The European Commission is going to allow visa-free travel for Turkish citizens inside Europe’s passport-free Schengen zone, according to reports. As part of the deal offered Turkey for taking back migrants who crossed into Greece, Turkey is to get a free visa-ride if the country meets EU criteria.
According to news from various sources, the 26-country Schengen area could suffer a huge blow to its tourism sector stemming from the migrant crisis. Border formalities once eliminated to facilitate ease of travel, may soon be re-instituted if the crisis persists. Some experts fear, if the Schengen zone goes, the EU won’t be far behind.
Two news bits today concerning Germany’s disposition toward migrants and visitors draw further attention to key Schengen and visa discussion. A report via EurActiv speaks to one side of the German and EU PR aspect, the Roma people being the subject on the one hand. At the other end of Germany’s public relations woes, news that second generation Turks in Germany are headed home suggest the German state is in an exclusivity mood toward some.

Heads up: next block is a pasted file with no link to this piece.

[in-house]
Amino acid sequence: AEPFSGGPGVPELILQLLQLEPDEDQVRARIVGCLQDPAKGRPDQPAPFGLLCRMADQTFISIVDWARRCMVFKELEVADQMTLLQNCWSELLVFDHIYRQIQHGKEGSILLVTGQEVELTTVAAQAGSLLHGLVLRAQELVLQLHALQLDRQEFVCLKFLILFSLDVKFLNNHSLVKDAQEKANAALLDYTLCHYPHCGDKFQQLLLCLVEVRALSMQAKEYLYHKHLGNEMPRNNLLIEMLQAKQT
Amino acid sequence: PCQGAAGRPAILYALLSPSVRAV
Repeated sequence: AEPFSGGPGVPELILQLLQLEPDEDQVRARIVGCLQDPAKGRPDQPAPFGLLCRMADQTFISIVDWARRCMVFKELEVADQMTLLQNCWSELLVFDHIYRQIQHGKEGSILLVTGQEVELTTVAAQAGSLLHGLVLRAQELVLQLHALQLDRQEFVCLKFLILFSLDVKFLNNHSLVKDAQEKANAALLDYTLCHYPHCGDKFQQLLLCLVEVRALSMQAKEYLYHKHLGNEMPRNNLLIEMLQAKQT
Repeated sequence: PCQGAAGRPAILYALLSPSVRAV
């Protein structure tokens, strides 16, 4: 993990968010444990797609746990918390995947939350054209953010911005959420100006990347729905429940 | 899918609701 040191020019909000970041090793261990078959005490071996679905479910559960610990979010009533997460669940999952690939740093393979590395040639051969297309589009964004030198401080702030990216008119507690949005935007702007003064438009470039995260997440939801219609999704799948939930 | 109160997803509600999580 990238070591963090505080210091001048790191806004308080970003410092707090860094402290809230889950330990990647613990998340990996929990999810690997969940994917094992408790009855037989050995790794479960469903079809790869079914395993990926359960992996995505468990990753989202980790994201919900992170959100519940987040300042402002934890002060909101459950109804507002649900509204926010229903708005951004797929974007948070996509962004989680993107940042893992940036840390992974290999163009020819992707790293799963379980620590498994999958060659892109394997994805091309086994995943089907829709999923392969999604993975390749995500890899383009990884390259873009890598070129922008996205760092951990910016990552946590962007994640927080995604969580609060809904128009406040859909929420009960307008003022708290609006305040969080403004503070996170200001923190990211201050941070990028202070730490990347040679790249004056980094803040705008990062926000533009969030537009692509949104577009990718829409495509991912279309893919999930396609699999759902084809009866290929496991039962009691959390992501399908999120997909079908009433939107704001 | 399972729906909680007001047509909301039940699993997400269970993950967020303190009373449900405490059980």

After many months of back and forth on the issue of Bulgaria and Romania joining the European Union’s open-border Schengen area, EU President Herman Van Rompoy told reporters recently an agreement should be reached by September. During a one day trip to both countries, Van Rompoy met with Romanian President Traian Băsescu, and Bulgarian PM Boyko Borisov to table a number of issues.
The EU has now granted fee visa privileges to Albania and Bosnia-Herzegovina in an effort to spur democratic reforms and progress. These two Balkan republics’ citizens can now travel freely within the Schengen area, basically all of the EU. Officials warn of a withdrawal of privileges should serious problems with immigration ensue.